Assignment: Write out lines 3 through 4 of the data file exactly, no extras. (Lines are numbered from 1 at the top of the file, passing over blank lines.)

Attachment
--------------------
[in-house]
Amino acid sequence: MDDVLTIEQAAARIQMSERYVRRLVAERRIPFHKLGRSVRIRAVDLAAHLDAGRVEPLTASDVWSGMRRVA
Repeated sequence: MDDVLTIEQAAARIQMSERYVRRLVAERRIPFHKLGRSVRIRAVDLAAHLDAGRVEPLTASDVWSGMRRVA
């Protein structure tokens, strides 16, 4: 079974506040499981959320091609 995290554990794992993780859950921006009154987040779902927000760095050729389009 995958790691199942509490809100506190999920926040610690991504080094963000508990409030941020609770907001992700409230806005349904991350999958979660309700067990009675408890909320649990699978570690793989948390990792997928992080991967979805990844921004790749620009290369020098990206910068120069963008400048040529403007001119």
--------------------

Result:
Repeated sequence: MDDVLTIEQAAARIQMSERYVRRLVAERRIPFHKLGRSVRIRAVDLAAHLDAGRVEPLTASDVWSGMRRVA
């Protein structure tokens, strides 16, 4: 079974506040499981959320091609 995290554990794992993780859950921006009154987040779902927000760095050729389009 995958790691199942509490809100506190999920926040610690991504080094963000508990409030941020609770907001992700409230806005349904991350999958979660309700067990009675408890909320649990699978570690793989948390990792997928992080991967979805990844921004790749620009290369020098990206910068120069963008400048040529403007001119």